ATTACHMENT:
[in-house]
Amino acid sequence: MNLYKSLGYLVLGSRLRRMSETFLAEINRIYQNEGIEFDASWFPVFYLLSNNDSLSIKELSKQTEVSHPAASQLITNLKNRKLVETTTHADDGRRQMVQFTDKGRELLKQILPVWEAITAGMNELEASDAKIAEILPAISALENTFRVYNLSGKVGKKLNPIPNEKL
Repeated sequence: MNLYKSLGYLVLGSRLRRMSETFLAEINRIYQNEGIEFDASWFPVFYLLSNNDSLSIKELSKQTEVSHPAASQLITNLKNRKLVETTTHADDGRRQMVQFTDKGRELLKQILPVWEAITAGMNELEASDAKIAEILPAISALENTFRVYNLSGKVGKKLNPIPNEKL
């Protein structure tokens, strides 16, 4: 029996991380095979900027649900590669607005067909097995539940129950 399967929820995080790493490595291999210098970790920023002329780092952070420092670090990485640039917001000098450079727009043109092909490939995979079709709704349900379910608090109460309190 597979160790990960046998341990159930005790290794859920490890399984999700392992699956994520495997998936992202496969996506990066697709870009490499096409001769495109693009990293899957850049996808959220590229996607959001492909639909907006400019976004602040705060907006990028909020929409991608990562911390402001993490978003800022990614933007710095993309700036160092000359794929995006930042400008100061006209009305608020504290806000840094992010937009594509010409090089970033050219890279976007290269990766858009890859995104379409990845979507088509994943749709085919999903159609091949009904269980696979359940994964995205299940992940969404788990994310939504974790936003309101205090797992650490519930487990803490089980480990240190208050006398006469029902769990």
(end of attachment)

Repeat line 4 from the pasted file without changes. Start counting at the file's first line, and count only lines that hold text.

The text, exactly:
């Protein structure tokens, strides 16, 4: 029996991380095979900027649900590669607005067909097995539940129950 399967929820995080790493490595291999210098970790920023002329780092952070420092670090990485640039917001000098450079727009043109092909490939995979079709709704349900379910608090109460309190 597979160790990960046998341990159930005790290794859920490890399984999700392992699956994520495997998936992202496969996506990066697709870009490499096409001769495109693009990293899957850049996808959220590229996607959001492909639909907006400019976004602040705060907006990028909020929409991608990562911390402001993490978003800022990614933007710095993309700036160092000359794929995006930042400008100061006209009305608020504290806000840094992010937009594509010409090089970033050219890279976007290269990766858009890859995104379409990845979507088509994943749709085919999903159609091949009904269980696979359940994964995205299940992940969404788990994310939504974790936003309101205090797992650490519930487990803490089980480990240190208050006398006469029902769990």